Archive for July, 2009

Video Lectures

Looking for a different viewpoint on a topic?  Enjoy attending lectures by engaging and thoughtful scholars but can’t afford to?  Want to broaden your knowledge in an area tangential to your research or major?  Give Academic Earth a try!  Academic Earth is a web site that delivers thousands of video lectures by the world’s top scholars on subjects ranging from computer science and engineering to history and philosophy to literature, finance and more.

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CiteSeerX

CiteSeerx is a scientific literature digital library and search engine that focuses primarily on the literature in computer and information science. CiteSeerx aims to improve the dissemination of scientific literature and to provide improvements in functionality, usability, availability, cost, comprehensiveness, efficiency, and timeliness in the access of scientific and scholarly knowledge.  CiteSeerx provides citation searching and customizing options for ease in searching over a million documents.

Biotechnology Demystified

The Knovel Library contains hundreds of full-text online resources in a wide variety of science and engineering disciplines, as well as innovative research and analysis tools for using them. Here is one of the latest items to appear in the Knovel Library:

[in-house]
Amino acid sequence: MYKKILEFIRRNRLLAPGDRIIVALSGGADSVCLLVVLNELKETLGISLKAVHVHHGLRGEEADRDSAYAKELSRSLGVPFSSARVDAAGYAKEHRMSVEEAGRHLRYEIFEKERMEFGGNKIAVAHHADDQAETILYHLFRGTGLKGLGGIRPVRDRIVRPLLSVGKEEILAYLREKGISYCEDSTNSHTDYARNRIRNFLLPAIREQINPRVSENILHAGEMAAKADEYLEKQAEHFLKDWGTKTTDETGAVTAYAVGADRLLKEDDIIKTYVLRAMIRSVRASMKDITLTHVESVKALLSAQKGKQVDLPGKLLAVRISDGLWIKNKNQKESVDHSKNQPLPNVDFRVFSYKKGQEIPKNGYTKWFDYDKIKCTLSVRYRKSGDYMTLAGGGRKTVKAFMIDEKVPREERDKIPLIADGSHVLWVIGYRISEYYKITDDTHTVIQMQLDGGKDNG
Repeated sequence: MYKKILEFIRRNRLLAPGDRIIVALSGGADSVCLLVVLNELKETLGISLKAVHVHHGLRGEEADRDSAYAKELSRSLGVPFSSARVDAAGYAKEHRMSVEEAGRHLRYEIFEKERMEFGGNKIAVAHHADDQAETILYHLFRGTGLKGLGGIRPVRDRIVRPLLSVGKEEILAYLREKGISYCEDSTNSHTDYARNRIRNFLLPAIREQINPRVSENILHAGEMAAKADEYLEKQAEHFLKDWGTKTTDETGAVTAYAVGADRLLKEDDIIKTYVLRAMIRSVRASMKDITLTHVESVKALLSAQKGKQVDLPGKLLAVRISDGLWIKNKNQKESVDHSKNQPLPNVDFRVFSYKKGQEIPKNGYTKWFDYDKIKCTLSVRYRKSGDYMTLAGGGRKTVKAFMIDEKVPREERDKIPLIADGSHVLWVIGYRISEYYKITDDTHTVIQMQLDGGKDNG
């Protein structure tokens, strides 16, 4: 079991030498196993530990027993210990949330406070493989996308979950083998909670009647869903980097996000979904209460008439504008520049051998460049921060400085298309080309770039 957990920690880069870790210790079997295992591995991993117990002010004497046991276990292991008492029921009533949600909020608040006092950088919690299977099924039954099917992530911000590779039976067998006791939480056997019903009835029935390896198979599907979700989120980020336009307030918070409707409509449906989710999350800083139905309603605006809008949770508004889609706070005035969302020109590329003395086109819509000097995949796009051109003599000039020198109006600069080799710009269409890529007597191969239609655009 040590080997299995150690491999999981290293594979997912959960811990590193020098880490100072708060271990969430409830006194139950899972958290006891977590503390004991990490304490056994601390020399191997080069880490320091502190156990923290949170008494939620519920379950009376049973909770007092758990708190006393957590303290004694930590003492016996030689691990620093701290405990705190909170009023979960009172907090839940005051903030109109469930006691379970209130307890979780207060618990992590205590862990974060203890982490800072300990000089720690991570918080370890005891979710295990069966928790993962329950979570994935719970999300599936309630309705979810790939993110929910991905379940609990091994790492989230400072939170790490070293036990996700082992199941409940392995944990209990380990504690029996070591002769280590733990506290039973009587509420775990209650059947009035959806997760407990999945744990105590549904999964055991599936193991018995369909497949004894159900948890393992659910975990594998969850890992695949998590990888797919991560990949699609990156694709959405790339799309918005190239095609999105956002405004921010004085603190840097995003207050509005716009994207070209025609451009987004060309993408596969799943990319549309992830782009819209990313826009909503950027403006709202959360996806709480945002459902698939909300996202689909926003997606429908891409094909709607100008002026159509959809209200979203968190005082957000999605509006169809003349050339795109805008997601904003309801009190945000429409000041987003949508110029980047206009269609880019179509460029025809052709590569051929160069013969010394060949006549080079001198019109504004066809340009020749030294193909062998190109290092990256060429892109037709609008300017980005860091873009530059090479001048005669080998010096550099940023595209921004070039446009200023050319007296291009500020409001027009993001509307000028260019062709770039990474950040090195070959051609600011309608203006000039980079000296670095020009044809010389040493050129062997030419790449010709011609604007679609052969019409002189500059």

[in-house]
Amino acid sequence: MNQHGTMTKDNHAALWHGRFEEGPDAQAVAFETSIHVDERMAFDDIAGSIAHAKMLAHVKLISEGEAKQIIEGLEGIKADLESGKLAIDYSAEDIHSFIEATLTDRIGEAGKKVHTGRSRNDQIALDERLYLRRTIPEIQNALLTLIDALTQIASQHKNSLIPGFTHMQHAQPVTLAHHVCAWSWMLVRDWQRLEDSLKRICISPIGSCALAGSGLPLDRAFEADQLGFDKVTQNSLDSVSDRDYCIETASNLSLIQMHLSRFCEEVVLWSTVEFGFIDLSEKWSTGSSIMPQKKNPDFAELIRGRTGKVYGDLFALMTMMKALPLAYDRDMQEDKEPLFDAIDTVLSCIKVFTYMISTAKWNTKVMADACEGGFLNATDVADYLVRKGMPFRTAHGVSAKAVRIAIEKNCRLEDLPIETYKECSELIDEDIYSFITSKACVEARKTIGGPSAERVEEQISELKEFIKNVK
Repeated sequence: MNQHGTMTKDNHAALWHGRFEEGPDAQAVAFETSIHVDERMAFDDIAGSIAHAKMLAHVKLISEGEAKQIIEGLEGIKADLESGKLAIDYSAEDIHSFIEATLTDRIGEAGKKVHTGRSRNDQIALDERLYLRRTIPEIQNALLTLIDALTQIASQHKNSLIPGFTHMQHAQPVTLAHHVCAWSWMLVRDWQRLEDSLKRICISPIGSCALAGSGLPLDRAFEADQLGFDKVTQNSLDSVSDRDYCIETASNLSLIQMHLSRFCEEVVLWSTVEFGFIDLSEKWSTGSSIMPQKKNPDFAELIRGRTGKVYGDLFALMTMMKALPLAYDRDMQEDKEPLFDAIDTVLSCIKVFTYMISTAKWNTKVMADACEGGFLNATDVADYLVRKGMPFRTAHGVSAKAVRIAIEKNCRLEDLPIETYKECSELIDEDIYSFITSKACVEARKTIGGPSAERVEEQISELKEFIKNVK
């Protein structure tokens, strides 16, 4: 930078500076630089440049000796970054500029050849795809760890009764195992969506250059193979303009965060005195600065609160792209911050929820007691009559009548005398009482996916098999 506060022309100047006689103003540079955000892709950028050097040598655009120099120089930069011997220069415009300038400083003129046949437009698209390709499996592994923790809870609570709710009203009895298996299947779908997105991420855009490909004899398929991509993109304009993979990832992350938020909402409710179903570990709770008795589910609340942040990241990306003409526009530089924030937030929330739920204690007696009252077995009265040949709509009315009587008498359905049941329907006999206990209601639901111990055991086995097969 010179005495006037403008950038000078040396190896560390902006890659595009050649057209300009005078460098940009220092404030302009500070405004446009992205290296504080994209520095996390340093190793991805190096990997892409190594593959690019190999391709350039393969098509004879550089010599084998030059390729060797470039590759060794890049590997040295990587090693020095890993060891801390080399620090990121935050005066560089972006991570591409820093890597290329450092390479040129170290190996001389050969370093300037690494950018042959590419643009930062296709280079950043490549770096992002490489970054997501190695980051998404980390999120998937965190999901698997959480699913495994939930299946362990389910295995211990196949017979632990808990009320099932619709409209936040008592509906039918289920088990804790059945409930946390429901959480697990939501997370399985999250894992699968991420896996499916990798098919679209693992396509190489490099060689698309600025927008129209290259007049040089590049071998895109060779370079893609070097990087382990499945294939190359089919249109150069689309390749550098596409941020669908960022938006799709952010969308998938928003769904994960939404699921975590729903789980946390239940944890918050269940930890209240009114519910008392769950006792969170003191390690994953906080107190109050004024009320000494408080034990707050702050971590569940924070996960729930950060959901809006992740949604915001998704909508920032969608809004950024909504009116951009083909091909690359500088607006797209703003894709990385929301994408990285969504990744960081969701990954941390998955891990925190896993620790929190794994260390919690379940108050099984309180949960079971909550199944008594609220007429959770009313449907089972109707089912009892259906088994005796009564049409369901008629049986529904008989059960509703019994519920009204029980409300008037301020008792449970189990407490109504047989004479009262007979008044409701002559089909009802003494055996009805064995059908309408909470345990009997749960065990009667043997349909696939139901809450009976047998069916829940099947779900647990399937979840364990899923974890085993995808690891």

BookCover

Basic Concepts in Biochemistry – A Student’s Survival Guide (2nd Edition)
Publisher: McGraw – Hill

Description: This second edition of Basic Concepts continues to innovatively review the toughest concepts in biochemistry for maximum comprehension in a short period of time. Unlike conventional texts or review books that stress memorizing facts, this book stresses the mastering of fundamental concepts, so that the reader truly comprehends the material and feels comfortable applying it.  The book uses simple, jargon-free language and award-winning teaching techniques including algorithms, mnemonics and clinical examples.

The Robots of Summer

For all you baseball fans out there, an interesting tidbit from the American Society for Engineering Education’s First Bell news digest of July 27, 2009:

Robots Developed To Pitch, Hit With Accuracy.

The AP (7/24) reported, “A pair of baseball-playing robots that can pitch and hit with incredible results have been developed in Japan.” The three-fingered “pitching robot…can throw 90 percent of its pitches in the strike zone,” although the ball it uses is polystyrene and the pitch travels at 25 miles per hour. University of Tokyo professor Masatoshi Ishikawa “is hoping to increase the speed to 93 mph and make it able to throw off-speed pitches like curves and sliders.” The batting robot, meanwhile, “has a sensor to determine if pitches are strikes or balls,” and “hits balls in the strike zone almost 100 percent of the time” and “doesn’t swing at pitches outside the strike zone.”

        Popular Science (7/24, Smith) reported that the pitching robot “can open and close its fingers 10 times a second,” which “allows for precise pitching. … The batter is an arm developed by MIT that has a 1000-frame-per-second camera eye attached to detect incoming pitches.”


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